Makerspaces are starting to pop up at schools across the nation. They allow children to build and create anything while studying STEM fundamentals. Well funded schools often purchase expensive learning equipment to entice their students to get involved with the makerspace. However, schools do not need fancy equipment in order to have a makerspace on their campus.
Teaching students to be creative is one of the key attributes of makerspaces. Being tasked to use found materials such as sticks and rocks, or even recyclable materials such as water bottles and cardboard boxes encourages creativity. Some local libraries even offer tech kits and tools that schools can check out.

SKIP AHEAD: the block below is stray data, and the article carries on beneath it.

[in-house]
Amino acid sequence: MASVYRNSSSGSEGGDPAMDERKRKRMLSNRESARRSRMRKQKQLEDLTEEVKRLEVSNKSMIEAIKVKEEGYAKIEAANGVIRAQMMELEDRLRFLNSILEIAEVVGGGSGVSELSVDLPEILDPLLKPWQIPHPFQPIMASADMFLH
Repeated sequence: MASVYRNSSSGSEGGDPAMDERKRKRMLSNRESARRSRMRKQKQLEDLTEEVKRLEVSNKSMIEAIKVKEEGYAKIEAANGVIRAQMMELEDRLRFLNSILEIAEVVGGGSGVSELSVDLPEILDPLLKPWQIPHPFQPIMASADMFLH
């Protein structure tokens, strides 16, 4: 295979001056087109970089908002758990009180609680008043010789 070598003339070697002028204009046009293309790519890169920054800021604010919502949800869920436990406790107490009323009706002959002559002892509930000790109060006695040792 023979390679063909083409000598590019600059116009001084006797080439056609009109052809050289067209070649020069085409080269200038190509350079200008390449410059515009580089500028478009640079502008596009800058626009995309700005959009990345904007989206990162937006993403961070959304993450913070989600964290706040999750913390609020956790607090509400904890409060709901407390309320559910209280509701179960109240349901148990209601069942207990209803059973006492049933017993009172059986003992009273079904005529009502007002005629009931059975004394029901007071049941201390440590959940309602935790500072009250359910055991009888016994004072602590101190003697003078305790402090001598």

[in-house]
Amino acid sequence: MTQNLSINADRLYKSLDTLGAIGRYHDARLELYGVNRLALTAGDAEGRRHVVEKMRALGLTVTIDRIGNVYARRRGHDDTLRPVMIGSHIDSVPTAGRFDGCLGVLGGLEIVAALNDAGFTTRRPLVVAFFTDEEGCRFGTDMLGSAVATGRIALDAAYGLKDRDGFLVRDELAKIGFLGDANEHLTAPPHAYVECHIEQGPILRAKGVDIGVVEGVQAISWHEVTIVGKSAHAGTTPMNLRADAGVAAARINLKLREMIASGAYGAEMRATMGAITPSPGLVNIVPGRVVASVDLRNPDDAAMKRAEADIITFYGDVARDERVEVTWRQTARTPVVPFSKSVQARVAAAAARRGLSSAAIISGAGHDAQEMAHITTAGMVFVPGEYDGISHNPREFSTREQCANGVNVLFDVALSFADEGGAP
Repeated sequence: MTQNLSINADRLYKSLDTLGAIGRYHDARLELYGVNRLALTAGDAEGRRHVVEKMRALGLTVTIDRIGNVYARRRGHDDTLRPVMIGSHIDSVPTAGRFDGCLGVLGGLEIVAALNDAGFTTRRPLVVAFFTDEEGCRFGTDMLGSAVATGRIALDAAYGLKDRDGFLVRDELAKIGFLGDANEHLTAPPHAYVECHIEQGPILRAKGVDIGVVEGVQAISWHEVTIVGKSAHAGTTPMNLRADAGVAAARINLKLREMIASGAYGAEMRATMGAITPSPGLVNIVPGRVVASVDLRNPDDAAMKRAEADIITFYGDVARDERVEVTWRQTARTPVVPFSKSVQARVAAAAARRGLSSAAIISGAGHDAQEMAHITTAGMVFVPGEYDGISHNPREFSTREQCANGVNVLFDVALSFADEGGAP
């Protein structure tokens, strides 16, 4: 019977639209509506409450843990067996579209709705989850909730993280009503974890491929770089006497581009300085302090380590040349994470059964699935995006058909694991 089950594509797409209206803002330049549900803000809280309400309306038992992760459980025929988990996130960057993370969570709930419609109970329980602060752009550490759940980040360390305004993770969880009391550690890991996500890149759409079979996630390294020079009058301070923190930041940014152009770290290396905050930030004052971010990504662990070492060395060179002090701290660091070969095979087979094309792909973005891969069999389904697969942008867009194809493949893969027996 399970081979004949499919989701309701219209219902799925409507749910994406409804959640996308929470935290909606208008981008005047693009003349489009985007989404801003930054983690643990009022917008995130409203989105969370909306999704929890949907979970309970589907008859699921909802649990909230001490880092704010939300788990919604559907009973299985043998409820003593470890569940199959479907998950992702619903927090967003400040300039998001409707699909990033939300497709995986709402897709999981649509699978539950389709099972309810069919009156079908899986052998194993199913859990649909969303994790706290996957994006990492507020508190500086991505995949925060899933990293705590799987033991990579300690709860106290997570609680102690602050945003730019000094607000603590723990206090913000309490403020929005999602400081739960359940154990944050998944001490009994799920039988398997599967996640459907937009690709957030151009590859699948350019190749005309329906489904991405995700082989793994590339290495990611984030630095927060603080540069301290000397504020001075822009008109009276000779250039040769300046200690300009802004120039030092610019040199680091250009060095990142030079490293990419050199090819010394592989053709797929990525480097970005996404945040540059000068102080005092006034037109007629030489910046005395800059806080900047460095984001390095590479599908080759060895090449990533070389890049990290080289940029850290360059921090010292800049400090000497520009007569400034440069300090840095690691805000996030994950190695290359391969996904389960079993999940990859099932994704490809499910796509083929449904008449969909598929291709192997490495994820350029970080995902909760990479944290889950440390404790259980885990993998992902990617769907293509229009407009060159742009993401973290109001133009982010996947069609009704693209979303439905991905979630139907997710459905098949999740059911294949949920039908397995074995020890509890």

Once you have a makerspace planned, it is then up to teachers to inspire their students. Avoiding words like “hacker” and “geek” can help get students that don’t think they will like creating, get involved with the makerspace.
One major battle for teachers hoping to implement makerspaces in their schools is convincing administrators that are focused solely on raising test scores, that they will be beneficial. However, students who study STEM and use makerspaces are likely to get higher test scores than students who were not exposed to creative STEM activities. STEM also teaches them valuable 21st century skills that they will carry with them throughout their careers.
Story via Education Dive